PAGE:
Can this quasi-third party define the future of American leftists?
Their biggest obstacle might be their own name
PHILADELPHIA - Long before there was Democratic presidential candidate Bernie Sanders, there was the Working Families Party. Just like Sanders, a longtime Independent contesting the Democratic Party nomination in an effort to push the party left, the WFP is a quasi-third party that works half-in, half-out of the Democratic Party to advance left-wing policy.
At a WFP event at the Pennsylvania Convention Center on Tuesday, several party functionaries and elected officials discussed their efforts to capture some of the momentum opened up by Sanders' extraordinary electoral success. It was a fascinating look at one effort to steer American politics to the left.
WFP wants paid sick leave, criminal justice reform (and closing Riker's Island in particular), rent control and tenants' rights, climate policy, campaign finance reform, more worker cooperatives, public options in everything (and not just ObamaCare), city-level racial justice councils, and postal banking. Elite Democrats have expressed tepid support for a couple of these ideas, but taken as a whole, it's an agenda far to the left of where the Democratic Party stands.
The WFP is based mostly in New York, because that state's fusion system allows for parties to run on a separate ballot line while still counting towards another candidate. (Thus allowing Andrew Cuomo, for example, to run for New York governor simultaneously on the WFP line and the Democratic Party line.) But they're attempting to make inroads elsewhere. It's a stiff task without the fusion system (which does not exist outside New York), but there are still a number of resources the party can offer to left-wing candidates.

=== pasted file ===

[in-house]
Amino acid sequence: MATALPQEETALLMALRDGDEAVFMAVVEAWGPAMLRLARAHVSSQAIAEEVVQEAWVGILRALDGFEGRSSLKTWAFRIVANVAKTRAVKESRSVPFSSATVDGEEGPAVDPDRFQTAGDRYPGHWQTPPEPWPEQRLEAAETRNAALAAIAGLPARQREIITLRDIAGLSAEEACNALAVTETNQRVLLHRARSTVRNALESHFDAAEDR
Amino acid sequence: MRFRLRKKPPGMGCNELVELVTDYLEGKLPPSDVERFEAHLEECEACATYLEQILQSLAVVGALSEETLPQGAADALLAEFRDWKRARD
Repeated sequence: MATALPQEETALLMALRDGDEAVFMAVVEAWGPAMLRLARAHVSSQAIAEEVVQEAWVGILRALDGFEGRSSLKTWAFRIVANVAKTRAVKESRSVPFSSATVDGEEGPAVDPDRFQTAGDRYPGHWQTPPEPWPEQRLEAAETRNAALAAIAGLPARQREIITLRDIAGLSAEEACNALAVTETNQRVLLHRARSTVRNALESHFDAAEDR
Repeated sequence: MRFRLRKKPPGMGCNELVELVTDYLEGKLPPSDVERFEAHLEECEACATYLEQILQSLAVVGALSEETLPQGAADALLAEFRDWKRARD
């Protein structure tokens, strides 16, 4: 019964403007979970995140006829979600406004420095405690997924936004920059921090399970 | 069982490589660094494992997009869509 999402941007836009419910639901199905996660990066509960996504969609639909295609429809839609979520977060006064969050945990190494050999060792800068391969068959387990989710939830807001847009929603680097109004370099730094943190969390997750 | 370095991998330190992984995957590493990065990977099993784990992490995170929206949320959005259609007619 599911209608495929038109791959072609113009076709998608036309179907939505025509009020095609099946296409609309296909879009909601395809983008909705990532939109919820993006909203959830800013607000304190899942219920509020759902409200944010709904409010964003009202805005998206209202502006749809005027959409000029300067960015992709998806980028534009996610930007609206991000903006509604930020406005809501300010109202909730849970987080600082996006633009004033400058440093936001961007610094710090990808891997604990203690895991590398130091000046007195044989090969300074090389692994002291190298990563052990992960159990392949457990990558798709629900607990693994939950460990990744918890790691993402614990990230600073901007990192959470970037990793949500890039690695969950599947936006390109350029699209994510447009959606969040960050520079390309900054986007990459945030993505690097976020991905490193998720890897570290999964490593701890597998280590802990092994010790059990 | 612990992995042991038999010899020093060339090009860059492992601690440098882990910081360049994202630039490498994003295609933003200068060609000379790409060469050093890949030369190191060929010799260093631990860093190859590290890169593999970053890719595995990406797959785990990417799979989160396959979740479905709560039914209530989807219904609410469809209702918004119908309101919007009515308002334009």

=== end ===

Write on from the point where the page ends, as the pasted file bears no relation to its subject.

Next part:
One is simple political knowledge, said Marcelia Johnson, the county supervisor for the 5th District in Milwaukee County, Wisconsin. As a teacher, "I did not know how to be an elected official," she said. The mechanics of American politics are arcane and hellishly complex, so some nuts-and-bolts information from WFP was considerably helpful in her campaign.
Another benefit: providing an electoral vehicle that is affiliated with the Democratic Party but explicitly posed against their existing leadership. Especially in big blue states like New Jersey or New York, elite Democrats are about a whisker's breadth less horrible than their Republican counterparts, thus creating a lot of disillusionment among the left, which correctly sees both parties as snarlingly hostile to their agenda. A Working Families Democrat, by contrast, will be able to convincingly signal true lefty beliefs while remaining politically viable.
WFP National Director Dan Cantor emphasized that WFP did not believe in Green Party-style third parties, which are "somewhat inattentive to the world we live in," he said. The WFP is about contesting the "left wing of the possible...not wasting people's time or money...with noble but doomed efforts."